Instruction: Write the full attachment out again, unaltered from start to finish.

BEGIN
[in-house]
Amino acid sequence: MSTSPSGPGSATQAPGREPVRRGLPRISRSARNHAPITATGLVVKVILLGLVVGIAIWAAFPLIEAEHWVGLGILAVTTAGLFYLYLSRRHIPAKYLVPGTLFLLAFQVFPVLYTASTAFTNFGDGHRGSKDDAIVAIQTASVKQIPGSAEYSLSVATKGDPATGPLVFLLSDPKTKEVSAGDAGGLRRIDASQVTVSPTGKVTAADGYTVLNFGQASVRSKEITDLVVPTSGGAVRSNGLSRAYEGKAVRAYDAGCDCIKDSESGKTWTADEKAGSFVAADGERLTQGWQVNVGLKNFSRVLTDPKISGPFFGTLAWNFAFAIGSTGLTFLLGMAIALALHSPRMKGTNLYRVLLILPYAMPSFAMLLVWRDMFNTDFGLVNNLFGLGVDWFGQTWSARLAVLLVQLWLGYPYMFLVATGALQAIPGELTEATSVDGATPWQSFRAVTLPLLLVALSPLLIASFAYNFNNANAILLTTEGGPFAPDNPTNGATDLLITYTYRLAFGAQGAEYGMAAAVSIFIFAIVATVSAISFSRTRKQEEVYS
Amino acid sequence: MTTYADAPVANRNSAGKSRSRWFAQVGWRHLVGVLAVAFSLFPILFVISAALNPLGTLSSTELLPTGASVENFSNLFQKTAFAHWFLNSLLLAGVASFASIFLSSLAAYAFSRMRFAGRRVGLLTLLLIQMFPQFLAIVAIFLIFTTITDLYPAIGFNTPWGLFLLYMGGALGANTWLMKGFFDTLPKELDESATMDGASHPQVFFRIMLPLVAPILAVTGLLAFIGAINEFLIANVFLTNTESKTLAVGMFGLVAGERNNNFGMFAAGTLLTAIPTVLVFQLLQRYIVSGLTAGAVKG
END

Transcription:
[in-house]
Amino acid sequence: MSTSPSGPGSATQAPGREPVRRGLPRISRSARNHAPITATGLVVKVILLGLVVGIAIWAAFPLIEAEHWVGLGILAVTTAGLFYLYLSRRHIPAKYLVPGTLFLLAFQVFPVLYTASTAFTNFGDGHRGSKDDAIVAIQTASVKQIPGSAEYSLSVATKGDPATGPLVFLLSDPKTKEVSAGDAGGLRRIDASQVTVSPTGKVTAADGYTVLNFGQASVRSKEITDLVVPTSGGAVRSNGLSRAYEGKAVRAYDAGCDCIKDSESGKTWTADEKAGSFVAADGERLTQGWQVNVGLKNFSRVLTDPKISGPFFGTLAWNFAFAIGSTGLTFLLGMAIALALHSPRMKGTNLYRVLLILPYAMPSFAMLLVWRDMFNTDFGLVNNLFGLGVDWFGQTWSARLAVLLVQLWLGYPYMFLVATGALQAIPGELTEATSVDGATPWQSFRAVTLPLLLVALSPLLIASFAYNFNNANAILLTTEGGPFAPDNPTNGATDLLITYTYRLAFGAQGAEYGMAAAVSIFIFAIVATVSAISFSRTRKQEEVYS
Amino acid sequence: MTTYADAPVANRNSAGKSRSRWFAQVGWRHLVGVLAVAFSLFPILFVISAALNPLGTLSSTELLPTGASVENFSNLFQKTAFAHWFLNSLLLAGVASFASIFLSSLAAYAFSRMRFAGRRVGLLTLLLIQMFPQFLAIVAIFLIFTTITDLYPAIGFNTPWGLFLLYMGGALGANTWLMKGFFDTLPKELDESATMDGASHPQVFFRIMLPLVAPILAVTGLLAFIGAINEFLIANVFLTNTESKTLAVGMFGLVAGERNNNFGMFAAGTLLTAIPTVLVFQLLQRYIVSGLTAGAVKG